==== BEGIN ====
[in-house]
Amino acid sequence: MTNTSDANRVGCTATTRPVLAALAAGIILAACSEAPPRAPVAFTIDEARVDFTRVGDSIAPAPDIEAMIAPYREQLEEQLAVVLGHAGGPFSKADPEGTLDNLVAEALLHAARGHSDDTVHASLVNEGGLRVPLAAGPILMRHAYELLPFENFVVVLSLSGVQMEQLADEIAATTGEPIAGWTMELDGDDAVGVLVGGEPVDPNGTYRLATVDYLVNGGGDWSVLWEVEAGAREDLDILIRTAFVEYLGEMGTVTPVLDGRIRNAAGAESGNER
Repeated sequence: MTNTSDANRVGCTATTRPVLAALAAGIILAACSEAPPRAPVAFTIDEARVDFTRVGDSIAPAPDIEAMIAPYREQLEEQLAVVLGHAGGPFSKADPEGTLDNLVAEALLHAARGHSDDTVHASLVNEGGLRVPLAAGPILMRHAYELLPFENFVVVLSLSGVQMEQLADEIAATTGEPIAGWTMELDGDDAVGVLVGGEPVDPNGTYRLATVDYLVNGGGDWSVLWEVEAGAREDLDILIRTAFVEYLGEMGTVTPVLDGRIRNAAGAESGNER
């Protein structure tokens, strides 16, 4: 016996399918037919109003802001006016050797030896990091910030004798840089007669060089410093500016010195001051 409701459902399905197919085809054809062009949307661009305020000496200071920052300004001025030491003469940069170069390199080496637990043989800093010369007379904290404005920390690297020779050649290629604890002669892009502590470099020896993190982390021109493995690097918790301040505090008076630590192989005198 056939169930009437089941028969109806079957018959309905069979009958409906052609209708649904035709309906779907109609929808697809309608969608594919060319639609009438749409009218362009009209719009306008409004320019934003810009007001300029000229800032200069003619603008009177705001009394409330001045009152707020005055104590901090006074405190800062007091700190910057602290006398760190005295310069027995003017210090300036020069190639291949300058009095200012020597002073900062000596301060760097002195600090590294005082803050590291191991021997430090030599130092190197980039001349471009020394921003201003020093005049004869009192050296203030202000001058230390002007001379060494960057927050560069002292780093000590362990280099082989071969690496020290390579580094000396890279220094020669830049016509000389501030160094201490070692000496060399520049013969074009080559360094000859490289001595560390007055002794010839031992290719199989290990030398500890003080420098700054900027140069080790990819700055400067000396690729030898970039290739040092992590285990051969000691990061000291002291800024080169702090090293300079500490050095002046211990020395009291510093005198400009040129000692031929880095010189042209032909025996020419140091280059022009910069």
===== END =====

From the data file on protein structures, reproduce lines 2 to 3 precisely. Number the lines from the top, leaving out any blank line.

Amino acid sequence: MTNTSDANRVGCTATTRPVLAALAAGIILAACSEAPPRAPVAFTIDEARVDFTRVGDSIAPAPDIEAMIAPYREQLEEQLAVVLGHAGGPFSKADPEGTLDNLVAEALLHAARGHSDDTVHASLVNEGGLRVPLAAGPILMRHAYELLPFENFVVVLSLSGVQMEQLADEIAATTGEPIAGWTMELDGDDAVGVLVGGEPVDPNGTYRLATVDYLVNGGGDWSVLWEVEAGAREDLDILIRTAFVEYLGEMGTVTPVLDGRIRNAAGAESGNER
Repeated sequence: MTNTSDANRVGCTATTRPVLAALAAGIILAACSEAPPRAPVAFTIDEARVDFTRVGDSIAPAPDIEAMIAPYREQLEEQLAVVLGHAGGPFSKADPEGTLDNLVAEALLHAARGHSDDTVHASLVNEGGLRVPLAAGPILMRHAYELLPFENFVVVLSLSGVQMEQLADEIAATTGEPIAGWTMELDGDDAVGVLVGGEPVDPNGTYRLATVDYLVNGGGDWSVLWEVEAGAREDLDILIRTAFVEYLGEMGTVTPVLDGRIRNAAGAESGNER